October 27, 2021

Is There a Need for Perfection?

Kate Shek

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Coloured Pencil, Acrylic, WatercolourRestoration, 2021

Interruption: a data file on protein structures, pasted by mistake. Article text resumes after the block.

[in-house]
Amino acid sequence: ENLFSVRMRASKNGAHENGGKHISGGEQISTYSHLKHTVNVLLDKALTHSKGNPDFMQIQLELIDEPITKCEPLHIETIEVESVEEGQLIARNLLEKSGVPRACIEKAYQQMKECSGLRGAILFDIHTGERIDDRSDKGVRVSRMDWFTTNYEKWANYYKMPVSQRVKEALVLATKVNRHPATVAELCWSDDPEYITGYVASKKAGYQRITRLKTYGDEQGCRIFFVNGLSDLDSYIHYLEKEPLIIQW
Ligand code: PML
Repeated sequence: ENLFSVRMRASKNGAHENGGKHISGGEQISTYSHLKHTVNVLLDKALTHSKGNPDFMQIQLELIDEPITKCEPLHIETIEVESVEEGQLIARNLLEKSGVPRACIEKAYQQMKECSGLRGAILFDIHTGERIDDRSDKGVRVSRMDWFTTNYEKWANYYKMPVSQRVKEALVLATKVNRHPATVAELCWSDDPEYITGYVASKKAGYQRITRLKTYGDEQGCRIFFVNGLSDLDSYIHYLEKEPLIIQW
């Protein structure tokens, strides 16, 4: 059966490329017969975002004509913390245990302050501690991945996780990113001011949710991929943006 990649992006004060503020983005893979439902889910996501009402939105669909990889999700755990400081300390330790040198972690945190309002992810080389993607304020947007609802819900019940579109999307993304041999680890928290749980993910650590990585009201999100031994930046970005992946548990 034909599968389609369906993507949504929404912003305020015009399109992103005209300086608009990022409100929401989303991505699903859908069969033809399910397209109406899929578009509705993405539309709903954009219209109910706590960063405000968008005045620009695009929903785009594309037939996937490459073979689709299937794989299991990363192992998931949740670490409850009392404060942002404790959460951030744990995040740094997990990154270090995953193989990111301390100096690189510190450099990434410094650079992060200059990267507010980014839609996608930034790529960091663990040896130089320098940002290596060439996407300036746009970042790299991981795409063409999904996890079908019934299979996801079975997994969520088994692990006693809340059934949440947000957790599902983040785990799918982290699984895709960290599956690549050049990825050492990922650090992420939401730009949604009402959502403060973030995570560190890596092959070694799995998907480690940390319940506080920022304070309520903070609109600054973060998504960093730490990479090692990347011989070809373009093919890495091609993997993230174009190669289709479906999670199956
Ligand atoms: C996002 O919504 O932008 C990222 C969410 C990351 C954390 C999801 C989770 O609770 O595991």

As humans we always try to outdo ourselves, constantly working on self-improvement. During this process we compare ourselves to others and we notice our “flaws” and shortcomings. We begin to realise we can never reach the unrealistic standard of perfection we have set ourselves. This then gives birth to a heavy burden of hatred, fear and self-deprecation. Due to the bombardment of societal influences many people become ashamed and self-conscious of their physical appearance or life experiences. It swells into a suppression of potential because people do not think they can achieve their goal or even just live life to the fullest. They are being held back by these seeds of doubt sown by society. But these “flaw” marks only make our vessel of life even more true to being human. I have portrayed this idea in my piece with the Japanese art of repairing with gold (kintsugi). The philosophy of kintsugi is to highlight and embrace imperfections. The blue and white porcelain figure symbolises the fragility and pricelessness of life. As a society we should encourage the acceptance of flaws, as they are a natural part of being human.